Does the analysis identify and quantify incremental costs of all alternatives considered?
The analysis of the costs lacks breadth and depth. Other than a short narrative, no analysis of the alternatives is provided, and no estimates of the costs are provided for the alternatives. The rule mentions the one-time administrative costs of the rule ($16 million), but the agency fails to perform any analysis of the costs that will be faced by insurers and their customers on an annual basis. Without this information, one cannot estimate whether this method of regulation or the nonexistent alternatives maximize welfare.
1/5
Does the analysis identify all expenditures likely to arise as a result of the regulation?
The proposed rule does a poor job of identifying expenditures and seeks to avoid mentioning higher expenditures of any kind. It mentions that issuers of insurance will incur greater costs but states that "potentially higher rates for some young men which will be mitigated by provisions such as premium tax credits, risk stabilization programs, access to catastrophic plans, and the minimum coverage provision" (p.70606).
2/5
Does the analysis identify how the regulation would likely affect the prices of goods and services?
According to CBO and JCT, average premium rates in the individual market would fall by 7–10 percent by 2016, ceteris paribus. But this rule changes a number of structures. The characteristics of people in the large and small group markets would change slightly, and projected premium rate changes would range from a 1 percent decrease to a 2 percent increase. Given that the rule creates an Effective Rate Review Program, it looks like the agency recognizes that its regulation will result in higher insurance premiums and higher rate increases in premiums in the future.
3/5
Does the analysis examine costs that stem from changes in human behavior as consumers and producers respond to the regulation?
The potential increase in the occurrence of adverse selection issues in that high-risk individuals will be insured is discussed in narrative form. The costs associated with an increase in administrative duties as insurers seek approval for rate increases is addressed explicitly (although still briefly) and is estimated at $16 million. The analysis seems to focus on the insurance market but spends little time looking at how the health-care providers may respond to insurance issuers that are now required to meet these new regulations.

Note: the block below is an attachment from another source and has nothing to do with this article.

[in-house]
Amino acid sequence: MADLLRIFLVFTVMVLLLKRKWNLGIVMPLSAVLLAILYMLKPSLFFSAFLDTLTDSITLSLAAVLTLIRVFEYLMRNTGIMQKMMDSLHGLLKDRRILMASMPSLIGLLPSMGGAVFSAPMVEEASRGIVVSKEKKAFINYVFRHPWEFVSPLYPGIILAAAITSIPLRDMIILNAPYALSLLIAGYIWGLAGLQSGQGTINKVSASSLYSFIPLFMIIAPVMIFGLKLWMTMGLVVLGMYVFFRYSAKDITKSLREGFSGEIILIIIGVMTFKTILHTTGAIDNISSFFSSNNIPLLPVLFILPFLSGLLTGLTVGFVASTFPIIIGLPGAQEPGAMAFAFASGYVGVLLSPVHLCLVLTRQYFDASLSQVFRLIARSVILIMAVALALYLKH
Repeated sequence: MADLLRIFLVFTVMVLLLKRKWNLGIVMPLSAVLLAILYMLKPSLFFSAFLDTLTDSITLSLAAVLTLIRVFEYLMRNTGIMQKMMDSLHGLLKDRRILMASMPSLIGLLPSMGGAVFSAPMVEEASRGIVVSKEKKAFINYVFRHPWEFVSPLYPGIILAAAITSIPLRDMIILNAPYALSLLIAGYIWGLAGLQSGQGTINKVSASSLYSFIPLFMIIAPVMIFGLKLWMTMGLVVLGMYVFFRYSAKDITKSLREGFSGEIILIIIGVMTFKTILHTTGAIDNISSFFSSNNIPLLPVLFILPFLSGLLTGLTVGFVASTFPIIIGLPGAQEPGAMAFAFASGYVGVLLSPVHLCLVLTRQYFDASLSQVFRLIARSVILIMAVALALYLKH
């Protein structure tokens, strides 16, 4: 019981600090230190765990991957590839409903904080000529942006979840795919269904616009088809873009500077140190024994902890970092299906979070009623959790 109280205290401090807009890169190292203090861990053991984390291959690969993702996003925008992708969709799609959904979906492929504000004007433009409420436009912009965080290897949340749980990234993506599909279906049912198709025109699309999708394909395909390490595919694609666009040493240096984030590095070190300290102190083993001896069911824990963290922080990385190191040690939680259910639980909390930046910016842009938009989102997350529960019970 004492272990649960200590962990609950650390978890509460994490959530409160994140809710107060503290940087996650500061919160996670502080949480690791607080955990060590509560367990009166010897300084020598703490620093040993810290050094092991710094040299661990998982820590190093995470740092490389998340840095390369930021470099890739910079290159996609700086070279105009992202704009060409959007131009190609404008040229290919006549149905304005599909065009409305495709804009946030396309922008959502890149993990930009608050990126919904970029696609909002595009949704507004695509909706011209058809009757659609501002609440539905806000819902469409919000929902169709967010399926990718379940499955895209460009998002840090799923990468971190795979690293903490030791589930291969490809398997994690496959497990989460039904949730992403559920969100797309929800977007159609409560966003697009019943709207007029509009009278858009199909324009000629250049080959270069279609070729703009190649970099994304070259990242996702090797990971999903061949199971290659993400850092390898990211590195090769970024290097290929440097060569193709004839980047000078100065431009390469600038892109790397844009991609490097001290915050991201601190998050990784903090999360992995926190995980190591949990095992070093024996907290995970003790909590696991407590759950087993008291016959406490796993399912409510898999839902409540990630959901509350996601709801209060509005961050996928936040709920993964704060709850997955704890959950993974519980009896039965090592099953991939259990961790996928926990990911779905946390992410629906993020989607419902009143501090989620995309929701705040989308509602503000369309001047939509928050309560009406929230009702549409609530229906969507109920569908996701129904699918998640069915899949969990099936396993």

3/5
If costs are uncertain, does the analysis present a range of estimates and/or perform a sensitivity analysis?
Only a point estimate of the administrative cost is presented. No other costs are estimated, let alone presented with uncertainty.
0/5
Does the analysis identify the alternative that maximizes net benefits?
No, but "in accordance with Executive Order 12866, CMS expects that the benefits of this proposed regulatory action would justify the costs" (p. 70605).
0/5
Does the analysis identify the cost-effectiveness of each alternative considered?
No. Only the change in administrative costs for the chosen alternative is estimated. No benefits or other associated costs are estimated.
0/5
Does the analysis identify all parties who would bear costs and assess the incidence of costs?
Grudgingly admits that younger individuals, those in relatively good health, and men "potentially" could witness higher rates. The analysis fails to address how these regulations could affect overall prices and utilization of health-care services. The proposed rule notes that states will have to incur the costs of establishing rating areas and age ratings curves.
2/5
Does the analysis identify all parties who would receive benefits and assess the incidence of benefits?
Generally, yes. Lower rates for individuals in the individual and small group market who are older and/or in relatively poor health, and women stand to gain.
3/5

Use

9. Does the proposed rule or the RIA present evidence that the agency used the analysis?
No. Given the lack of extensive analysis, it appears that the preferred policy was determined ahead of time. Furthermore, there is evidence to the contrary in that the rule claims repeatedly that it is concerned with affordability, all the while raising the costs associated with providing health insurance.
0/5
10. Did the agency maximize net benefits or explain why it chose another alternative?
The proposed rule fails to quantify many of the potential costs and benefits. No alternatives are presented on which to choose.
0/5
11. Does the proposed rule establish measures and goals that can be used to track the regulation's results in the future?
The rule creates an Effective Rate Review Program that will be able to track information about coverage and premiums.
2/5
12. Did the agency indicate what data it will use to assess the regulation's performance in the future and establish provisions for doing so?
Again, no discussion is provided concerning any sort of measurement of future performance of the regulation. Given the concentration on the number of uninsured individuals in the motivation for the regulation, it is clear the agency expects to observe a reduction in this figure as a result of the regulation.
1/5
 
Total 20 / 60